Older people, social networks and information behaviour

Capel, Sue (2010) Older people, social networks and information behaviour. Masters thesis, Northumbria University.

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The study aim was to explore the information behaviour of older people living in a rural location in order to understand how they exchanged information through their social networks and social activities. The study provides a unique contribution to research with its emphasis on information exchange in a remote rural context based on the perspectives of older people. The approach was interpretative, using a phenomenological, interactionist methodological framework, taking account of social constructionist and critical realist philosophical perspectives and grounded in information behaviour theories and models. The ethnographic methodology, combining qualitative data collection methods, emphasized the lifestyle, the participants, the information and the contexts. Data were summarized thematically within the four global headings, "Lifestyle", "People", "Information" and "Place" and further themes and sub-themes reflected both the common and individual viewpoints of the participants. The key findings were that older people relied on family and close friends (strong ties) for support, advice and personal information. They preferred to exchange practical, local information about regular activities and local services interpersonally within their close social network groups and during social activity. This information was often available through more casual contacts (weak ties) facilitating information flow through social networks and social activities in both formal and informal information grounds. Informal information grounds, such as the Age Concern coffee morning, proved to be the most successful, where all the positive elements, including an informal atmosphere, the presence of close friends, casual contacts and a variety of information resources were present in one place. The „Model of Information Behaviour amongst Older People in a Rural Setting?, highlights the contextual and social influences affecting information behaviour, the means by which information is exchanged, the types of information exchanged, and the way in which social information grounds are successful for older people.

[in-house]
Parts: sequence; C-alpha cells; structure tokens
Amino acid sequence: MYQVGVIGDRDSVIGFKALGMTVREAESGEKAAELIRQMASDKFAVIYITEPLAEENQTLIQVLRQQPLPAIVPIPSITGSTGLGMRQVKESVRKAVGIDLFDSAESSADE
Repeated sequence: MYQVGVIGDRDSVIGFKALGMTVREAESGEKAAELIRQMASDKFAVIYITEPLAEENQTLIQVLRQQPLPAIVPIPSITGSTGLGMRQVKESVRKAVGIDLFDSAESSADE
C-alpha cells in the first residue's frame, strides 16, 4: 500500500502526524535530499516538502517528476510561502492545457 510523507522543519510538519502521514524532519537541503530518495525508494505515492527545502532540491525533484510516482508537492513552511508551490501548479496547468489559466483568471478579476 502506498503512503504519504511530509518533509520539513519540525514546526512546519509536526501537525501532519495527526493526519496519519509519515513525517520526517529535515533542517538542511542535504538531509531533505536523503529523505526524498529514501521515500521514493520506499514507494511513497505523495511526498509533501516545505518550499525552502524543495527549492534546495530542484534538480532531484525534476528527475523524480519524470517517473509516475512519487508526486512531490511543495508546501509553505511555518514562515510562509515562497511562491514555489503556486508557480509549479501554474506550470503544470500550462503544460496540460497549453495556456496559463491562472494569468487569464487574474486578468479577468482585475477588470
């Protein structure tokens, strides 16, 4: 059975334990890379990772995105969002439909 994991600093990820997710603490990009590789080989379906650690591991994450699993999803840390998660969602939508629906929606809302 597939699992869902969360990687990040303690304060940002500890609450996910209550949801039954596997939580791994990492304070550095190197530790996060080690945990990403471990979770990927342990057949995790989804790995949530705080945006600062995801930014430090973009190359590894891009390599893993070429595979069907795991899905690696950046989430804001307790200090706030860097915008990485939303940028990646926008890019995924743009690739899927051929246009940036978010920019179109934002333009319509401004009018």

Item Type: Thesis (Masters)
Uncontrolled Keywords: Older people, Information behavior, Older people-Communication, Older people-Social networks
Subjects: P100 Information Services
Department: Faculties > Health and Life Sciences > Nursing, Midwifery and Health
University Services > Graduate School > Doctor of Philosophy
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Depositing User: EPrint Services
Date Deposited: 24 May 2010 08:54
Last Modified: 17 Dec 2023 13:41
URI: https://nrl.northumbria.ac.uk/id/eprint/3117

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